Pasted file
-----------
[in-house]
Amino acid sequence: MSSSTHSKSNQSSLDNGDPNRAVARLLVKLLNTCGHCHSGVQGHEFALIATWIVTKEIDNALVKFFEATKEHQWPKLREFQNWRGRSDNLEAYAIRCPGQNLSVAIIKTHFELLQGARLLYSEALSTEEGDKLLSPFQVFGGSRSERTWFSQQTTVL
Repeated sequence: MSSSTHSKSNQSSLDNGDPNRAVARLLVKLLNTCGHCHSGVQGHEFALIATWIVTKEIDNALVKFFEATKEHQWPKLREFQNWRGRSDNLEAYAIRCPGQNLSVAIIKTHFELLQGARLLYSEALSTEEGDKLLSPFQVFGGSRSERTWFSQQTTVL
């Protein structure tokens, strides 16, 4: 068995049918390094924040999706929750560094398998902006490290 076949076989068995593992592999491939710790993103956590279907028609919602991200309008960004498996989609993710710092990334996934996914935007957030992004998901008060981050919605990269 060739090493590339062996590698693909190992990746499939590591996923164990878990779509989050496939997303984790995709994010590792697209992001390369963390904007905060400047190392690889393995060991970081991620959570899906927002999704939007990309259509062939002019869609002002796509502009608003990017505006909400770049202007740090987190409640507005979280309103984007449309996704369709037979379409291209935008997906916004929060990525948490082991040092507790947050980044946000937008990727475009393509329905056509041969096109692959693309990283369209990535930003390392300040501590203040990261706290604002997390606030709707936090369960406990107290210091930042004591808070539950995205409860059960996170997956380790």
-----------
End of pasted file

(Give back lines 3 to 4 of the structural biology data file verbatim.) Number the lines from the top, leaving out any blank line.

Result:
Repeated sequence: MSSSTHSKSNQSSLDNGDPNRAVARLLVKLLNTCGHCHSGVQGHEFALIATWIVTKEIDNALVKFFEATKEHQWPKLREFQNWRGRSDNLEAYAIRCPGQNLSVAIIKTHFELLQGARLLYSEALSTEEGDKLLSPFQVFGGSRSERTWFSQQTTVL
């Protein structure tokens, strides 16, 4: 068995049918390094924040999706929750560094398998902006490290 076949076989068995593992592999491939710790993103956590279907028609919602991200309008960004498996989609993710710092990334996934996914935007957030992004998901008060981050919605990269 060739090493590339062996590698693909190992990746499939590591996923164990878990779509989050496939997303984790995709994010590792697209992001390369963390904007905060400047190392690889393995060991970081991620959570899906927002999704939007990309259509062939002019869609002002796509502009608003990017505006909400770049202007740090987190409640507005979280309103984007449309996704369709037979379409291209935008997906916004929060990525948490082991040092507790947050980044946000937008990727475009393509329905056509041969096109692959693309990283369209990535930003390392300040501590203040990261706290604002997390606030709707936090369960406990107290210091930042004591808070539950995205409860059960996170997956380790």